Eaton’s been driving for XPO Logistics ever since and says he could not ask for a better job.

“It’s very laid back. I go out and do my thing, I don’t have to think about anything other than my responsibilities,” Eaton said. “There’s really no downside.”

After observing the demonstration, I was allowed to do a ride along with a student driver. The student was Gerardo Hernandez, whose dad is a truck driver; Hernandez is in school to join the family business.

Before any trucks leave the lot, students have to check the truck. It’s not as simple as putting your keys in and starting the engine.

Hernandez popped the hood to check the oil. The engine was massive. After about ten more steps, it was time to get in the truck. There were four seats in the truck, with more room then I expected. Hernandez then started the “cab check,” which included at least 20 steps.

After everything passed the test, it was take off time. The truck has 10 forward gears, that were constantly getting changed, making the ride very bumpy and my notes very messy. Just to stop, Hernandez had to drop from eighth gear to fifth gear, one at a time.

Being in the truck makes you feel very tall and very small at the same time. We went down Spartan road onto Randall, then turned on South Street to get back to the school.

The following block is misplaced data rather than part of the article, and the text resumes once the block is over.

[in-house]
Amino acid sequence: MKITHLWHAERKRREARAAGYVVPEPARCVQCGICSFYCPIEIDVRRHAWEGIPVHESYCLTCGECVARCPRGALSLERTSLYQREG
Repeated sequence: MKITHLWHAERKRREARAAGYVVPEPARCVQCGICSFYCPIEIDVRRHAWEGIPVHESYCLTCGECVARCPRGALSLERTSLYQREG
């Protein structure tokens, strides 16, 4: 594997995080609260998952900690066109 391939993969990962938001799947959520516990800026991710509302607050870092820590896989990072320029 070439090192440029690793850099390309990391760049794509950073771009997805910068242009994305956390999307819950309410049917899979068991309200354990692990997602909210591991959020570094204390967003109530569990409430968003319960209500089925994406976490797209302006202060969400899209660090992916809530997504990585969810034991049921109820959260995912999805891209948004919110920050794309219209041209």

The teacher giving direction was George Benbery, also a former student of ECC. Benbery has around 40 years of experience in the transportation industry, 23 of those driving semis after graduating from the ECC truck driving program in 1995.

“It was time to get back, I got a good career out of it,” Benbery said. “Coming to teach at ECC was a second career move for me. I was in transportation all along, I was a driver. I could help them out, it’s a way to get back.”

Benbery primarily helps the students while they’re driving on the roads, and hopes more people will look into the program.

“You get a really good foundation, a good basis,” Benbery said.

Driving a truck may seem scary to many, including myself, but Anderson says that anyone can learn.

“Above all, you must be dedicated to being a safe driver on the roads,” Anderson said. “Companies value safety above all else. Drivers must constantly evaluate their surroundings and be able to react immediately to situations that come up. You also need to be a good decision maker. You are out there by yourself with no one watching over you. This puts the burden on you to make the right decisions. You must be able to process information quickly in your mind and react accordingly. Your workplace is the roadways and it is constantly changing.”

The ECC truck driving program is always accepting new students, so Anderson encourages people to look into it.

“The most rewarding thing is getting paid well for doing a good job,” Anderson said. “Safely and skillfully completing your job and providing for your family is a great reward. It’s a job that pays for performance.”